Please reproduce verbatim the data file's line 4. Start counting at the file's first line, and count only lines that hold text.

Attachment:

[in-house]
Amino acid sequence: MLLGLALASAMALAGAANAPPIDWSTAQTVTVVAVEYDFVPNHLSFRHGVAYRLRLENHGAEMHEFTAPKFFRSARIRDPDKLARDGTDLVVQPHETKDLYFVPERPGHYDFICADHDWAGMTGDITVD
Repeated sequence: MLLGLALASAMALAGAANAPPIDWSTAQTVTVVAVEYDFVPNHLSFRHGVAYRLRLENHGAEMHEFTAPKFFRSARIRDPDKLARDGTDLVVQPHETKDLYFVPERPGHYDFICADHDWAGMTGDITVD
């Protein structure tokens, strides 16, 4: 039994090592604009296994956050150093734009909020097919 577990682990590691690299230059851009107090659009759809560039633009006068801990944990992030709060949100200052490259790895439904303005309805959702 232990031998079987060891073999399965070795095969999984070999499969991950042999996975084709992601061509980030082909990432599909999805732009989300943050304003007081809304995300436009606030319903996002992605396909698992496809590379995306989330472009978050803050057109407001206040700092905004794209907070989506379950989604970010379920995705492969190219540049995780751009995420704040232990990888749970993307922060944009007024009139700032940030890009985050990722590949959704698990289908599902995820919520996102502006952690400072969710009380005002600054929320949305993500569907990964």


């Protein structure tokens, strides 16, 4: 039994090592604009296994956050150093734009909020097919 577990682990590691690299230059851009107090659009759809560039633009006068801990944990992030709060949100200052490259790895439904303005309805959702 232990031998079987060891073999399965070795095969999984070999499969991950042999996975084709992601061509980030082909990432599909999805732009989300943050304003007081809304995300436009606030319903996002992605396909698992496809590379995306989330472009978050803050057109407001206040700092905004794209907070989506379950989604970010379920995705492969190219540049995780751009995420704040232990990888749970993307922060944009007024009139700032940030890009985050990722590949959704698990289908599902995820919520996102502006952690400072969710009380005002600054929320949305993500569907990964």